Mae Munuo as Mrs Lovett and Oliver Ward as Sweeney Todd in the New Wolsey Young Company's production of Sweeney Todd by Stephen Sondheim. Photo: Richard Davenport.

Founded in


Artistic Director

Peter Rowe

Since 2000 along with Sarah Holmes, Chief Executive

New Wolsey Theatre logo


Our mission is to create, develop and produce a vital and dynamic programme of theatre, and other live performances and projects, for all the people of Suffolk and surrounding areas. We combine our own productions, projects, collaborations with other partners and touring work, to create a programme of performances and creative learning projects of the highest quality, maximum diversity and greatest possible accessibility, within a sound and sustainable financial framework.

We aim to create a theatre that is welcoming, inclusive and open to all sections of the community. To create work that both satisfies and challenges the theatre’s audiences, developing new artists, new work and new ways of working.

We offer opportunities to develop theatre and performance skills, particularly to young people and other social and cultural groups who are currently under represented.


Building based, three spaces

Company Type

Building based

We tour work and perform in our own building: New Wolsey Theatre (400 capacity), New Wolsey Studio (104 capacity) and High Street Exhibition Gallery (flexible space, approx 80 capacity).

New Wolsey Theatre - Total subsidy from Arts Council England in the 2015/16 financial year

Public Funding


Total subsidy from Arts Council England in the 2015/16 financial year

Ipswich, Suffolk


Ipswich, Suffolk



Staged in the 2015/16 financial year


Staff - New Wolsey Theatre

Our Question

How can we build on what we have learnt and achieved through our work on disability, so that when we make creative decisions we are fully conscious of the need to ensure a mixed gender environment?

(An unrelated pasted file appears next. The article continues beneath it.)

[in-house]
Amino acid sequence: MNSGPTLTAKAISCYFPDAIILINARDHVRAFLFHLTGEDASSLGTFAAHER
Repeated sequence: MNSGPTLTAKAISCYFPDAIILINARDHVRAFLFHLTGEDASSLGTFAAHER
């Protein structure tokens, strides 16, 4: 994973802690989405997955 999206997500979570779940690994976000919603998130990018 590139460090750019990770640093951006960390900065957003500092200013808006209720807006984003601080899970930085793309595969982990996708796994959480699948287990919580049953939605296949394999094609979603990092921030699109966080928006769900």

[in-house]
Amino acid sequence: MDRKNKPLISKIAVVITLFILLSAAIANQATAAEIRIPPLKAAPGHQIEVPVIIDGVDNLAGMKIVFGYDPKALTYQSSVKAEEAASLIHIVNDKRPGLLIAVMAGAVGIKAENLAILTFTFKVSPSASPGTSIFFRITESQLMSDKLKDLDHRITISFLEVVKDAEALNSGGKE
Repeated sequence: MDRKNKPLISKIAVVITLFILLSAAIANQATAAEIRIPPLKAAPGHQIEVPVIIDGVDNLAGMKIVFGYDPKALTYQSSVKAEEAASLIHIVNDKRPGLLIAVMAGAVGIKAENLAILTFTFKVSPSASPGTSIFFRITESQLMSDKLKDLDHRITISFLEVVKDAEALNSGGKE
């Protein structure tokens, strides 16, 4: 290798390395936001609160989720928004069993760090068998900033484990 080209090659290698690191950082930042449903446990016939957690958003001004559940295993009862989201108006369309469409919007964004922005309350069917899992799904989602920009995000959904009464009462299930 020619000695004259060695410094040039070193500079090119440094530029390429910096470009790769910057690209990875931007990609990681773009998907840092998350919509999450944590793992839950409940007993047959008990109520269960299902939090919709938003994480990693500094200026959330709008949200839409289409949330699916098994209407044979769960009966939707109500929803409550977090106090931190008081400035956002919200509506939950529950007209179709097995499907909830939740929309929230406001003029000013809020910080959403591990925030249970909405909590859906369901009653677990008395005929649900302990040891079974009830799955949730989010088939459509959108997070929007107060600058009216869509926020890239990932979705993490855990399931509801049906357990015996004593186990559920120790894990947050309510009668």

The New Wolsey Theatre (NWT) has always strived to be at the forefront of creating an environment which is inclusive, diverse and accessible through all aspects of the organisation, as well as aiming to inspire the same principles within the wider sector. NWT’s mission is to create a programme of the highest quality, maximum diversity and greatest possible accessibility, and this has been reflected in the theatre’s activity, particularly through the NWT’s work on disability.

Having established an Agent for Change programme, consisting of auditing the organisations processes and activity, alongside the employment of Agents for Change to help drive this shift in organisational culture, NWT has become a leader in this field, and as the lead partner on the Arts Council funded Ramps on the Moon project, is driving change in the mainstream theatre sector. We therefore wanted to use the basis of this work, to look at how we could affect the same change in relation to gender equality.

What We Did

“Undertaking the Advance programme with the cohort of other performing arts organisations has provided invaluable sharing, relationship building and acted as a vital sounding board in the development of tools and practices towards a step change, leading to increased gender equality. What struck me from the Advance Away Days, was the clear acknowledgement of this issue within the sector and the collective commitment to implement new practices, despite working and time pressures, to help instigate change.

We have experienced first-hand, through our work to increase the representation of D/deaf and disabled individuals, that true sectoral change takes time, but can begin to be achieved if kept conscious in the minds of organisational decision makers. I hope to see, as a result of this programme, a sustained and increased representation of women across all roles within the sector, to the point where in the longer term, these conversations and initiatives will no longer be needed!”
Lorna Owen, Human Resources and Administration Manager


Whilst the statistics of our core workforce display a fairly even gender split (52% male / 48% female), evidence from our gender tracker highlighted a clear underrepresentation of women within NWT’s casts and creative teams, as you can see from our statistics.

What We Learned

As part of the Advance programme, Tonic Theatre conducted workshops and interviews with our staff, wider conversation and interviews, reading and research online, and gathered academic input to assist in informing our actions going forward. Areas highlighted within Tonic’s research as to why there may be a gender imbalance included role models, unconscious bias and the way in which creative decisions are made, in relation to both our creative teams and the work put on the stage.

What We’re Doing in Response to What We Learned

As a result of Tonic’s findings, NWT has developed an action plan which aims to increase awareness across the whole organisation of questions of gender in ways that will enable incremental and sustainable (ie permanent) change.